Wednesday, March 26, 2014
December 17, 2013 was the day I said goodbye to stupid. I walked out of Kishwaukee College in Malta after a semester of harassment and dealing with students who could give a shit about education.
One of my English Composition I classes at Kish was a late start class, meaning it began on September 23rd rather than August 29th. Only ten out of twenty-two students showed up the first day. "What's going on?" I thought to myself.
Two weeks later three students were standing outside of my classroom as I walked in the door. "Are you Mr. Wyman?" one of them asked.
"Yes I am," I replied.
"I'm ______ ______, and I'm in your English class," one of the students said. The other two also introduced themselves.
"No, you're not in my class," I replied. "We started class two weeks ago, and the students have done five writing assignments. You'll never catch up! Where were you?"
"I had some business to take care of in the city," one of the students said.
Yeah, sure you did! I had heard the stories of Chicago Public School students showing up for class in late September and the CPS push to cajole parents into getting their kids show up the day after Labor day (the traditional first day of school in the city), but this was the first time I had seen this debacle live.
There was a student in my other comp. class who, according to his classmates, showed up to class every day reeking of marijuana. The class met at 2:00 p.m. I had allowed the young man to enroll in the class at the beginning of the semester even though the class was full.
When it came time for the argumentative paper--the last major essay in the class--the student plagiarized the paper from the internet. I had been reading his papers all semester so the difference between his argumentative paper and the other papers he had written was glaring. I found the paper he plagiarized on the internet in five minutes. I told him he was going to fail the class.
However, the student went to the dean, persuaded the dean to give him a medical withdrawal, and the student withdrew from the class with a full refund.
Take that, Wyman! You lose, big boy!
Then there was the student in my journalism class at Kish who went to the dean and claimed I had made racist comments about him and that I had censored his newspaper stories. The student had left us in the lurch by not completing two stories for the first issue of the school newspaper. He and the editor-in-chief, the only carry-over from a train wreck of a prior newspaper staff that simply printed college press releases the previous year, had attempted to turn the new newspaper students against me.
I laughed at him. . . . at first.
The dean who had hired me at Kish was on maternity leave so I had to deal with another dean who took the Hispanic student's charges seriously. All I could think of as I sat for hours in this stupid dean's office for hours was how Fremd principal Tom Howard would have thrown the kid out of his office if this had happened at Fremd High School.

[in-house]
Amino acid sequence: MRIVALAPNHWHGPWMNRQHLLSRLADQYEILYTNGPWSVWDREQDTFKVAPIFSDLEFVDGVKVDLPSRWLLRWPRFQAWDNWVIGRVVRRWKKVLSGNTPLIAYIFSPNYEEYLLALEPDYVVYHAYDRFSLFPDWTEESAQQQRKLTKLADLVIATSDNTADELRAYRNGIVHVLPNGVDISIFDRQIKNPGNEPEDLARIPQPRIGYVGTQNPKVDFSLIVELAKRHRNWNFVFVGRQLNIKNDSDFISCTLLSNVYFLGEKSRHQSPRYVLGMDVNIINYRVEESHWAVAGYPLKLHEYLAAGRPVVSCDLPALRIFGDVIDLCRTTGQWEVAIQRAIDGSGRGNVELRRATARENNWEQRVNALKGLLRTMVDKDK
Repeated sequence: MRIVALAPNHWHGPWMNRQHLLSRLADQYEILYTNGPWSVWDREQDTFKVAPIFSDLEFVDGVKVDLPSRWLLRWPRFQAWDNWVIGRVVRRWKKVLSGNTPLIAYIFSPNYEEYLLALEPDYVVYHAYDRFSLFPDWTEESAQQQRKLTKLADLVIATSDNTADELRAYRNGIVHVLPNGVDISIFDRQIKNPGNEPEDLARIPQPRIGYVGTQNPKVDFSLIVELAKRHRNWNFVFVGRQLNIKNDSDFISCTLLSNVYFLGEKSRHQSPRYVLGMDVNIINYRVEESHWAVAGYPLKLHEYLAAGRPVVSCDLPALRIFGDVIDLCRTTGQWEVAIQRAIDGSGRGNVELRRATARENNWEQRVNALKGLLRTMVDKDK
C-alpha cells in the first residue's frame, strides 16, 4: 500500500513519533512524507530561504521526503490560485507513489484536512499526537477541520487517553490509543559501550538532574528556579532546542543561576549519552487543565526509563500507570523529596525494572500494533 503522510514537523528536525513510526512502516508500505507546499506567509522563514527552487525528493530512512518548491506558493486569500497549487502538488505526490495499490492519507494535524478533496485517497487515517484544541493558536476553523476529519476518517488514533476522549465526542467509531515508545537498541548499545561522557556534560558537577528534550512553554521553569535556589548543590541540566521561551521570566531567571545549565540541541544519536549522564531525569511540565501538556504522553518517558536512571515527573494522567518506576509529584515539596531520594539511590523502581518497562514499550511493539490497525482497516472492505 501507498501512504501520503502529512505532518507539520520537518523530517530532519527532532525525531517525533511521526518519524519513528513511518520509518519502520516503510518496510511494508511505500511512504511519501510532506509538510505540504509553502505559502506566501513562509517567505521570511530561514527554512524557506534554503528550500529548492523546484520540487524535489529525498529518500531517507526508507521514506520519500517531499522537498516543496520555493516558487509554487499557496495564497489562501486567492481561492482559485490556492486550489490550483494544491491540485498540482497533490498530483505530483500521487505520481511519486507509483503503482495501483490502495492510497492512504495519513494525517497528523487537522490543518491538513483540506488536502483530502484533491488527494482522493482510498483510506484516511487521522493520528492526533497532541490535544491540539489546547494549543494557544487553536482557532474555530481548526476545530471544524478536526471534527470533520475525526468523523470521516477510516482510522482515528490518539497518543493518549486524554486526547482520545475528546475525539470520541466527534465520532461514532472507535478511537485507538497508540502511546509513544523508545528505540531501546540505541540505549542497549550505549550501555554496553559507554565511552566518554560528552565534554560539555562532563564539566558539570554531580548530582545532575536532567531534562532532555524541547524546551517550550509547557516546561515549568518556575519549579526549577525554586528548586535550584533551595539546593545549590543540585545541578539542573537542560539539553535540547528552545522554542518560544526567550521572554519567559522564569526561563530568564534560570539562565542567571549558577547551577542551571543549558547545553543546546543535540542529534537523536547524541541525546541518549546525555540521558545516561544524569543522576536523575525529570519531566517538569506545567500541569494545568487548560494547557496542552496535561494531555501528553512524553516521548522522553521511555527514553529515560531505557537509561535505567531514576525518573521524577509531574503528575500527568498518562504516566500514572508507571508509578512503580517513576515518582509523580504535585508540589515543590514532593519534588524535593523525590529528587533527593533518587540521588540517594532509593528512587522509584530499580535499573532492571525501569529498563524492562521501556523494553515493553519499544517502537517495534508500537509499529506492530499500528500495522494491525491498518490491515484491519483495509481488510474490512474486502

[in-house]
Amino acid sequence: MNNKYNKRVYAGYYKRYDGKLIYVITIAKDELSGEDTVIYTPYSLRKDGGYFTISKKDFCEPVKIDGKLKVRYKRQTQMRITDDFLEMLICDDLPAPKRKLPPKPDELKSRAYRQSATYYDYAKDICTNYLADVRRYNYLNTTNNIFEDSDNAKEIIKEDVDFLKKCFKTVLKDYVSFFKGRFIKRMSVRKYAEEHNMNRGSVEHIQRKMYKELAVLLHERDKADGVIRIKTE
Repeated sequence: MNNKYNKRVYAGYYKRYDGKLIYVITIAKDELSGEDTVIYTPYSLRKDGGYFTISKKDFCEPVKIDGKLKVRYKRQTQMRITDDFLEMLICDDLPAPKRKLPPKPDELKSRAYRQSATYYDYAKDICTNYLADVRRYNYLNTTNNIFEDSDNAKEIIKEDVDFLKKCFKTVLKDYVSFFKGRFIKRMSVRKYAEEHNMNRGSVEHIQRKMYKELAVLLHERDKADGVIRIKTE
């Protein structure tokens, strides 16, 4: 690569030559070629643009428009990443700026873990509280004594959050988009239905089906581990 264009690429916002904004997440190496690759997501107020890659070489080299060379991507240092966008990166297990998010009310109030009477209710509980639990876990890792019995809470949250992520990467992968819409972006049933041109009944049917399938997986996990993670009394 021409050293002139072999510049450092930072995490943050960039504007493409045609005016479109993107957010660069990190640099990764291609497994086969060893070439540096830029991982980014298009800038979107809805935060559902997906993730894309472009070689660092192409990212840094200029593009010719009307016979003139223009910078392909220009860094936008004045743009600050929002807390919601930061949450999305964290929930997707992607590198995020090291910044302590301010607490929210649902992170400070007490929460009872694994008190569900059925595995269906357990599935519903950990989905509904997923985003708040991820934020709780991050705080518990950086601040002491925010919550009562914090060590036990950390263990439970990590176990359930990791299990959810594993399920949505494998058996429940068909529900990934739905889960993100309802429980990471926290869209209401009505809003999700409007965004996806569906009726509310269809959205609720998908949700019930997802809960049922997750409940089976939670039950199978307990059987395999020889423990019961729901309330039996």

But this was not Fremd. This was the new world of education where students have been empowered to make-up accusations against teachers, and deans and department chairs back the students against the teachers. The teachers are wrong; the students are right in this new world!
It's enough to make a teacher pick up his ball and go home. And that's what I did!
This wasn't the first time Wyman got in hot water teaching college. At Dominican University, one of my students wrote on my evaluation, "He told us we were dumber than his community college students."
When the English Department chair at Dominican was prodded by the dean to confront me on the student's comment, I told him it was true.
The chairman said, "Mr. Wyman, we are admitting students from Chicago into Dominican who have scores of 11 on their ACT tests. These students don't need to be told they are stupid."
I guess they already know, I thought to myself.
Imagine, students going to college with an ACT score of 11! Dominican has little remediation for these students, and from what I could see the college is passing them right through the English courses. Heck, the football players at Miami have to have a score of 16 on the ACT.
This wasn't the same Dominican my mom had attended in 1929. "We are a Hispanic serving institution!" the dept. chair said proudly.
Pick up your ball, Jim, and go home.
Colleges like Kishwaukee, Dominican, and Monmouth College are struggling to find warm bodies to fill their desks. Enrollment has dropped so the schools are actively recruiting students from the City of Chicago. Lowering standards is the rule these days. I had students at Monmouth who scored 32 on the ACT and others with 12s. Imagine teaching students in that wide a range.